To get the department name, you join the employees table with the departments table as follows:

SELECT e.department_id, department_name, COUNT(employee_id) headcount FROM employees e INNER JOIN departments d ON d.department_id = e.department_id GROUP BY e.department_id;
Code language: SQL (Structured Query Language) (sql)

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SQL GROUP BY with ORDER BY example

To sort the departments by headcount, you add an ORDER BY clause as the following statement:

SELECT e.department_id, department_name, COUNT(employee_id) headcount FROM employees e INNER JOIN departments d ON d.department_id = e.department_id GROUP BY e.department_id ORDER BY headcount DESC;
Code language: SQL (Structured Query Language) (sql)

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Note that you can use either the headcount alias or the COUNT(employee_id) in the ORDER BY clause.

SQL GROUP BY with HAVING example

To find the department whose headcount is greater than 5, you use the HAVING clause like the following query:

SELECT e.department_id, department_name, COUNT(employee_id) headcount FROM employees e INNER JOIN departments d ON d.department_id = e.department_id GROUP BY e.department_id HAVING headcount > 5 ORDER BY headcount DESC;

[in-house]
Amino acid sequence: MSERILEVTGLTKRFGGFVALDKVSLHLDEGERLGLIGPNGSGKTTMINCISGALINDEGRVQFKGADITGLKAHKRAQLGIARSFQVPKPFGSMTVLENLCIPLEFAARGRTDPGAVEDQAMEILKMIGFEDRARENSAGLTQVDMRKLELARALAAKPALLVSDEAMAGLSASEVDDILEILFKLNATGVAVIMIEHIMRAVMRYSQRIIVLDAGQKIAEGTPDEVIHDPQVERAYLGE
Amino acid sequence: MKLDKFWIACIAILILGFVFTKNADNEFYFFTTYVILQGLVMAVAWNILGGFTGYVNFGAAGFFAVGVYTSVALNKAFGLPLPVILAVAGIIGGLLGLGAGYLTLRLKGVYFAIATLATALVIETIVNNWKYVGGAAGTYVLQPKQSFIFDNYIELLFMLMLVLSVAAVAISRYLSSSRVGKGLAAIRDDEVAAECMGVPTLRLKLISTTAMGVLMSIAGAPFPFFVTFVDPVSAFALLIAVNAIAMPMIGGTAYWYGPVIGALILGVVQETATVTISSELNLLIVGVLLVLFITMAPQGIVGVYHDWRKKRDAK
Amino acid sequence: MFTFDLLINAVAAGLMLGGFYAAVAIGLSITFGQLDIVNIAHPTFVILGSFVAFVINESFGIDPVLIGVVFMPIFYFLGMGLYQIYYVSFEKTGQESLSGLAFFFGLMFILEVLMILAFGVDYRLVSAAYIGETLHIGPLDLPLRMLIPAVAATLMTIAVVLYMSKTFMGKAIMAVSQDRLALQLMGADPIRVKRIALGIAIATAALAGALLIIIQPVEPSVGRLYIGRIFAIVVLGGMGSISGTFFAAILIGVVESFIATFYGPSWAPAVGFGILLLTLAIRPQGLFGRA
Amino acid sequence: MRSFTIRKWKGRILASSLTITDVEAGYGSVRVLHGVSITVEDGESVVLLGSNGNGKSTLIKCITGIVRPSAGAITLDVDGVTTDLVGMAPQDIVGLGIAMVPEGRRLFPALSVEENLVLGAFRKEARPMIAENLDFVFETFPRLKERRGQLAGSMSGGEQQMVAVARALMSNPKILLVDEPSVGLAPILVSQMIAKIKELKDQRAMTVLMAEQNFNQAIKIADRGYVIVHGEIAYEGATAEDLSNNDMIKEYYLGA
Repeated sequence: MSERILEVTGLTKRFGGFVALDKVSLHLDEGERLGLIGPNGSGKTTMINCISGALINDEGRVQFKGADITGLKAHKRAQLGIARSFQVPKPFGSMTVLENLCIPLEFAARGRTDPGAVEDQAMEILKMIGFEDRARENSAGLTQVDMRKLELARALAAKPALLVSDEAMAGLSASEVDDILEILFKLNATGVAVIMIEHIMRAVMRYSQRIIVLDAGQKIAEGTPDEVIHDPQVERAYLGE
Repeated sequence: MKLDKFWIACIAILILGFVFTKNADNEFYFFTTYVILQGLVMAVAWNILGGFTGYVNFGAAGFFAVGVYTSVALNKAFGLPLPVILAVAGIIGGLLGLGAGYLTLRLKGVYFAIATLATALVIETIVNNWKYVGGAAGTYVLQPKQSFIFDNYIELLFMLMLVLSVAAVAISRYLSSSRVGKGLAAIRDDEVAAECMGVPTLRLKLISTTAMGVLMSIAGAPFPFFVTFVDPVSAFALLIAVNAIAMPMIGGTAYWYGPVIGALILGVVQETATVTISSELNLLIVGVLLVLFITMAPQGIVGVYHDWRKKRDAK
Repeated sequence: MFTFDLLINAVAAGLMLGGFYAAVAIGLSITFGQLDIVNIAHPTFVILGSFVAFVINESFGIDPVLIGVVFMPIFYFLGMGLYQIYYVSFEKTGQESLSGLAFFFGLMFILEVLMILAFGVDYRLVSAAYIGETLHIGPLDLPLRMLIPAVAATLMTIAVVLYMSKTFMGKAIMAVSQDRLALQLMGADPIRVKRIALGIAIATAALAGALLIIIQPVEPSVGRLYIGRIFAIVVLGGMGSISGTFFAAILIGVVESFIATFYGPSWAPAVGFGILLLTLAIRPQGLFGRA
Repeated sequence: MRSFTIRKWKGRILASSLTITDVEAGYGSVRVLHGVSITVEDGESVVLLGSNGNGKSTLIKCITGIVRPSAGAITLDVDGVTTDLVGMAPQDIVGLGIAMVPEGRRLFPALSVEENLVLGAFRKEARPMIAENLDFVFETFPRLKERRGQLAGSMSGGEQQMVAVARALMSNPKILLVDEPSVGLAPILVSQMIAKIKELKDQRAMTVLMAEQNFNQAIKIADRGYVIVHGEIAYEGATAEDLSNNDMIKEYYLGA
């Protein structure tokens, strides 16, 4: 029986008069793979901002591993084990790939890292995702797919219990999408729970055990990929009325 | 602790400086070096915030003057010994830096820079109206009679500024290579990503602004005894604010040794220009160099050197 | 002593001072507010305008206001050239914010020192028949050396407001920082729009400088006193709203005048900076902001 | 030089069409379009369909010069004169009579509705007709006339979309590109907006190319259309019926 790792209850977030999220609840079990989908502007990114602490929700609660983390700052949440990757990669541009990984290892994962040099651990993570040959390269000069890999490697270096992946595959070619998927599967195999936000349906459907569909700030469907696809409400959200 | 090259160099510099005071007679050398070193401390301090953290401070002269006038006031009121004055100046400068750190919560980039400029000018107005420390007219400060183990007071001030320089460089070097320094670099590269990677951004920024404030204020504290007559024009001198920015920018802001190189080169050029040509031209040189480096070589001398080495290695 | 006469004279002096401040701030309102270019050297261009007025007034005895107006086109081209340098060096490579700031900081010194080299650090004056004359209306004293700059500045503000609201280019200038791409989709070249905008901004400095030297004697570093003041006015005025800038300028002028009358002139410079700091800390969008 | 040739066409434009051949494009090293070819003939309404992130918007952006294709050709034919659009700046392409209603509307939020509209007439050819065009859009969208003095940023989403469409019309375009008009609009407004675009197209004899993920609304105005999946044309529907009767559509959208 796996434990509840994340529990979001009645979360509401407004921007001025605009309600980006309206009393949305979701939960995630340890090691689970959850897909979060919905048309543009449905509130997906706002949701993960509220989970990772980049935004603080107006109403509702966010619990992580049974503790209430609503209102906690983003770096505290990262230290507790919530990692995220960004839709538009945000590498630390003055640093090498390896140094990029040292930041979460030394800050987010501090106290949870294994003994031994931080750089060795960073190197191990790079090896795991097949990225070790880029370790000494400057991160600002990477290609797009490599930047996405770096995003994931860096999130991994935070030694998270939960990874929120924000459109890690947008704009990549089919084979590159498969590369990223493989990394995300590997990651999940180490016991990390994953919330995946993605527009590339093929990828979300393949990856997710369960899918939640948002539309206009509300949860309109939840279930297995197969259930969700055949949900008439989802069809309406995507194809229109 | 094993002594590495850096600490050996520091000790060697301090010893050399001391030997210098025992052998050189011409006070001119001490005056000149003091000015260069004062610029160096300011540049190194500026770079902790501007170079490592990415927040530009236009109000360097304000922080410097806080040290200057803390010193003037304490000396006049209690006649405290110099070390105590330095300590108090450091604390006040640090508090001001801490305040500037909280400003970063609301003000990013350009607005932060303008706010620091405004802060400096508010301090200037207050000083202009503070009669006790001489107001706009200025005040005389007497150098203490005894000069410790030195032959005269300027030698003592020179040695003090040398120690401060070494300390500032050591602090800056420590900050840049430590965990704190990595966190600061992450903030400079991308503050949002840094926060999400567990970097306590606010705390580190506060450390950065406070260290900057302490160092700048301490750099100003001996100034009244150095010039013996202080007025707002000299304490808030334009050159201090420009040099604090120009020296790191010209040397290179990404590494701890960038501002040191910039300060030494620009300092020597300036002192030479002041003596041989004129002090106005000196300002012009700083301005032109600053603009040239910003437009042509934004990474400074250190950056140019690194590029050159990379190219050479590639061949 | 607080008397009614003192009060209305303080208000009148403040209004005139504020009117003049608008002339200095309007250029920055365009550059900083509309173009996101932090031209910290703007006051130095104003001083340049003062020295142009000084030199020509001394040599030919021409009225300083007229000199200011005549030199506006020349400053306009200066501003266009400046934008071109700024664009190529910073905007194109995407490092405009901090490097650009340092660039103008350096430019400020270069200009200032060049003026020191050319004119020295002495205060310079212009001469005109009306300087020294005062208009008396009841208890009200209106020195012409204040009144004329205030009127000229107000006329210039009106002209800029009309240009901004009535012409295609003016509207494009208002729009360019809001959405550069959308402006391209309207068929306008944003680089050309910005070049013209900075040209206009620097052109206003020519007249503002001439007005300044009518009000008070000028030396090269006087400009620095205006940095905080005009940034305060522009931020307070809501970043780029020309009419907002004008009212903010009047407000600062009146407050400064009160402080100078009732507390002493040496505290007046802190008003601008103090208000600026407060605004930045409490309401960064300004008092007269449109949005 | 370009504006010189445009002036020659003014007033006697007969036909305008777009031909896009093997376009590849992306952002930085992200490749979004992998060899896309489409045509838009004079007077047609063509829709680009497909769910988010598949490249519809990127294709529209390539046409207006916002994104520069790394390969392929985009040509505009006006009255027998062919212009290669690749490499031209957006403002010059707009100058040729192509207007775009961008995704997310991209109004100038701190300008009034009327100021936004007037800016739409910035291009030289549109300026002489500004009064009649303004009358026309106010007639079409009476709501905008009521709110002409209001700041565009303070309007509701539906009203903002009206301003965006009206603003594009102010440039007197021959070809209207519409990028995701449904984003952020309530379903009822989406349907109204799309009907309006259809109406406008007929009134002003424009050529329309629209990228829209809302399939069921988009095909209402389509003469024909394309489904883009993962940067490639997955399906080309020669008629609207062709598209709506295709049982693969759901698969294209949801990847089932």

Code language: SQL (Structured Query Language) (sql)

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SQL GROUP BY with MIN, MAX, and AVG example

The following query returns the minimum, maximum, and average salary of employees in each department.

SELECT e.department_id, department_name, MIN(salary) min_salary, MAX(salary) max_salary, ROUND(AVG(salary), 2) average_salary FROM employees e INNER JOIN departments d ON d.department_id = e.department_id GROUP BY e.department_id;
Code language: SQL (Structured Query Language) (sql)

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SQL GROUP BY with SUM function example

To get the total salary per department, you apply the SUM function to the salary column and group employees by the department_id column as follows:

SELECT e.department_id, department_name, SUM(salary) total_salary FROM employees e INNER JOIN departments d ON d.department_id = e.department_id GROUP BY e.department_id;
Code language: SQL (Structured Query Language) (sql)

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SQL GROUP BY multiple columns